Thursday, August 23, 2007

I've heard the sentiment so many times. I know they mean well, and I know that in a way, they're right. But what frustrates me and, yes, even scares me is what lies beneath it. It all comes down to neediness and our insatiable desire as human beings to avoid it. I hear the words once again. It is time for the Lord's Supper, time to focus our thoughts on the intense passion of the One who gave all He had for us. I hear the words: "We take this bread and this wine, not because we are hungry, but because we have been commanded to do so in order to remember Jesus and His sacrifice." Yes! And NO! How ridiculous to think that a crumb of nearly flavorless cracker and a sip of wine could satisfy! How ridiculous to contemplate coming to this remembrance "supper" in need of sustenance! And yet how perilous not to! For this is no ordinary bread we eat -- this is the Bread of Life. And it is no common juice we drink -- it is the Blood of Christ, who is the True Vine. How dare we come to this Feast of Life with such mistaken assumptions?! Not hungry?! Physically, perhaps. And I know this is what is meant. But I look at those around me, I listen to the voice of the one praying over this communion we are about to take part in, I even listen to my own heart, and I see that, truly, we are not hungry in the more important spiritual sense either. Oh, we take part in the ritual, and we congratulate ourselves on a job well done and lives well lived. Perhaps we do consider the sacrifice of Jesus and thank God for it. But this is nothing. Because three minutes later, we move on with our religious lives, forgetting what we have just been called to remember. Because we are not hungry. We are not hungry. When we ought to be ravenous, craving the Bread of Life and the cleansing Blood, when our souls ought to be crying out for the only Food that truly satisfies, the Manna of Heaven, sent from above to save us from spiritual starvation and certain death, "No," we politely say, "we are not hungry." Again, I understand what is meant. Physically, we are not partaking in the Lord's Supper in order to satisfy our bodies' needs. But we are doing it, or rather, ought to be doing it, to satisfy our souls' needs. For there is no other food that can compare, nothing of any spiritual nutritional value. Nothing but Jesus.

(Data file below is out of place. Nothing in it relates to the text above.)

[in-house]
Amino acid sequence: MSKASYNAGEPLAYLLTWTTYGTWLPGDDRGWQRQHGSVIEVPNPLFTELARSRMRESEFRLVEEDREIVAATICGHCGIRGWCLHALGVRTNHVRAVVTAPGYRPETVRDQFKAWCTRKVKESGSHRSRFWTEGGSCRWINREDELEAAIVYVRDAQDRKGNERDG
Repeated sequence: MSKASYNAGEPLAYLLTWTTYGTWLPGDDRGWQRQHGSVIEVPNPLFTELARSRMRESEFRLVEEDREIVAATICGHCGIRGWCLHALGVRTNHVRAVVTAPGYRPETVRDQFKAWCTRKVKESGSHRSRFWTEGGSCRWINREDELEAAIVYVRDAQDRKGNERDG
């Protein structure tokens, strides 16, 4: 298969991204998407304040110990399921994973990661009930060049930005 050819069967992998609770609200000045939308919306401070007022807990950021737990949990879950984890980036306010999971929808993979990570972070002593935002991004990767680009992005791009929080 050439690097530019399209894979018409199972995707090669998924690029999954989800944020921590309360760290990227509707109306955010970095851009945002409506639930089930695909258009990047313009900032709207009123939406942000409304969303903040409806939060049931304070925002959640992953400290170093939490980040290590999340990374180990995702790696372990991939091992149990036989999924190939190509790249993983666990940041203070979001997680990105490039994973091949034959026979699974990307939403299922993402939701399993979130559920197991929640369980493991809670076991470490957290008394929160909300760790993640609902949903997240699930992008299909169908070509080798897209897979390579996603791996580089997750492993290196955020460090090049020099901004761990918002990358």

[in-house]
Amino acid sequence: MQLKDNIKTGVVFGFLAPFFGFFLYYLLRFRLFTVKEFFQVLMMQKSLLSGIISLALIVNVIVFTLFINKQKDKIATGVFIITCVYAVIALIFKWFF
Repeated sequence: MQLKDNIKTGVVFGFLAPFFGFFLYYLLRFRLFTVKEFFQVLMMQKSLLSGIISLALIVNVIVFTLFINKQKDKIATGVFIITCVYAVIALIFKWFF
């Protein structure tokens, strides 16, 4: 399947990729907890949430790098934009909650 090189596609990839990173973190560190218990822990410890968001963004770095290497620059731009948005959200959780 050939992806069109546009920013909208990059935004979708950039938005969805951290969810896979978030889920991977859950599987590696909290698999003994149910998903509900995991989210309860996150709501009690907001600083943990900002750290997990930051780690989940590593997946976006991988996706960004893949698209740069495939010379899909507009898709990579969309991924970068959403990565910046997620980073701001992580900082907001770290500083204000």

Why? My heart demands to know! How have we become thus? How have we fallen into this trap of spiritual complacency? Why are we not able, or perhaps not willing to be hungry, truly hungry for the Life that Christ is and gives? Why do we give His sacrifice only a few minutes' thought, even in the midst of our time of worship, of which it should be the central focus, and move on quickly, as though we don't want to dwell on it too long?

There are those who get it. They understand that without Jesus, they are nothing. Absolutely nothing. But with Jesus, things are different. Life is different. They are different. Because with Jesus everything matters. Because of Him, they have not only been forgiven of sin and freed from darkness, they have been empowered to live lives of light and righteousness, lives of truth and goodness. And living as victorious conquerors in a world which once held them captive, they rejoice over the One who has given them life. They take part in the feast of His Body and Blood not as a dispensable ritual, but as an absolute necessity for survival. For they crave the sustenance it provides, the sustenance He provides. They cannot live without it. They know it. And you can see it in their eyes, hear it in their voices, read it in their lives. They live with passion for the One who lived and died with passion for them. They are hungry.

1 comment:

mitch said...

I understand your frustrations, Laura. And I appreciate the beautiful and truthful way you've described what the Lord's supper really is and how it (and how He) deserves more is the ages old spiritual ritual.

It's something I struggle with even here in the CZ. We give a lot of talk about how the Supper is the center of our worship together, yet on most weeks we still only end up spending a few minutes doing it, just like in the States. We're seeking though.

Do you have any ideas of how to make our practice of the Lord's Supper more meaningful and spiritual?